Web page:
First major barrier to using cloth was having a large enough stash. Even if I washed the night before we left I wasn’t always confident that we wouldn’t run out of diapers, especially when my daughter was small.
Second problem, my husband didn’t want to haul our whole diaper pail and we didn’t have a large enough wet bag that would hold in the smell of three or four days’ worth of diapers.
Third, I wasn’t sure if our diapers could go that long without washing.
But now that my daughter is partially potty trained and we decided to take the risk. I also finally decided to invest in a large enough wet bag, purchasing the size Large Bummis Fabulous Wet Bag which I’d had my eye on for quite sometime. Honestly, I wish I had bought it sooner. Yes, it was a larger upfront expense, but it would have paid for itself on what we would have saved not buying disposables for travel. I figured if it was a disaster we could run out and get some disposables. This year, for the first time, we also stayed in a hotel while visiting my husband’s family instead of in his mother’s home. This made me feel even better as we could leave the large wet bag in the bathroom at the hotel in case it didn’t hold in smells as well as we hoped. We packed diapers for nighttime and diapers for the car, using waterproof training pants during the day.
The whole experience was a surprising success. The only problem I had was making sure I had enough nighttime diapers for the trip, since I only have three nighttime diapers that work really well. My daughter actually did surprisingly well. The double stuffed pocket diaper she wore in the car was damp but not soaked, and we stopped three or four times to use the bathroom while en route, most of the time at her request. We went out to lunch and had a family dinner on Saturday followed by an all day Christmas party on Sunday. She didn’t have one accident. Now perhaps my good luck traveling with cloth was related to her wonderful potty training progress. But it still pleased me not to purchase disposables. Hopefully I can try the same technique next year with our new baby.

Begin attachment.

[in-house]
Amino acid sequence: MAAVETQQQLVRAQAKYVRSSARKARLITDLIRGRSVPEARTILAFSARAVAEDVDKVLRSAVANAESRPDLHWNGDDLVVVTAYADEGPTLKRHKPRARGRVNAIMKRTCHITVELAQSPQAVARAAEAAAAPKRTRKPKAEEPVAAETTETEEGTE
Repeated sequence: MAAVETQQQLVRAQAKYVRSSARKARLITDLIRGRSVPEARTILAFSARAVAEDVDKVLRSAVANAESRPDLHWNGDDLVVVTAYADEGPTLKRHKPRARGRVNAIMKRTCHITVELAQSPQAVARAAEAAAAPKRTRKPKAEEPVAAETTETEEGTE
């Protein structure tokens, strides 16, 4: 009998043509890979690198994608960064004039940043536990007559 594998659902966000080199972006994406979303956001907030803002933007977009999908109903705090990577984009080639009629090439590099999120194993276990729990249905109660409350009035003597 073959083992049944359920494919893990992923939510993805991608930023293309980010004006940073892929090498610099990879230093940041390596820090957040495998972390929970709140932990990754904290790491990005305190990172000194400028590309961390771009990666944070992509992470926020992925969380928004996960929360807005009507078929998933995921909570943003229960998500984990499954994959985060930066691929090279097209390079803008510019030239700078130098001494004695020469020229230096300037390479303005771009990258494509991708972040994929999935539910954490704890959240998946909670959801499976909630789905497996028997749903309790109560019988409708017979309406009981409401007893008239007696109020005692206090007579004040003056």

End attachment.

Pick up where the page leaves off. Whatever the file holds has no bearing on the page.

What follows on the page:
Did you find ways to cloth diaper when in the past you would have bought disposables? Share your experience.
After months of casual potty training and very little success there seems to be light at the end of the tunnel. My almost two and half year old daughter is finally successfully using the potty several times a day. I dress her in cloth trainers every day, except for nap times and night time. This means we do spend more time at home and indoors because the minute I put pants on her it seems to deter the process. But the weather has been gray and rainy anyway. The past week she has finally hit the point where she uses the potty while dry (and often at her own suggestion) rather than waiting until an accident happens and then head for the potty. I have to say while I don’t love emptying her little potty chair 10 times a day, I like it better than changing poppy diapers. Now she tells me she “no want to go in my big girl pants” and off we go to the potty. We had a major break through over the weekend when she asked to use the public restroom at church. I should clarify, she asked and then actually used the potty.
We have resorted to offering M&M’s or Nestle chocolate chips as a reward for using the potty. Once she’s pretty well trained I’m hoping to wean her off of them. I had hoped that we wouldn’t need a reward system, but it seemed that self-motivation was not going to be easy for her.
I know we still have a long way to go, but for the first time I feel like I see light at the end of the tunnel.
My daughter first showed interest in potty training around 17 months. So we bought her a little potty and let her sit on it if she wanted to. She got pretty good at it too. After a few weeks we thought she would also always poop on the potty and we would only be stuck changing wet diapers. We thought she was going to potty train early, saving us months of washing diapers. No such luck. For two months after that, she showed almost no interest in, if not an aversion to, the potty. Now at almost two she is headed toward being interested again. Last winter, when she was consistently using the potty at least once a day or so and I got tired of trying to put on and take off diapers in our tiny bathroom, I decided to buy some cloth training pants.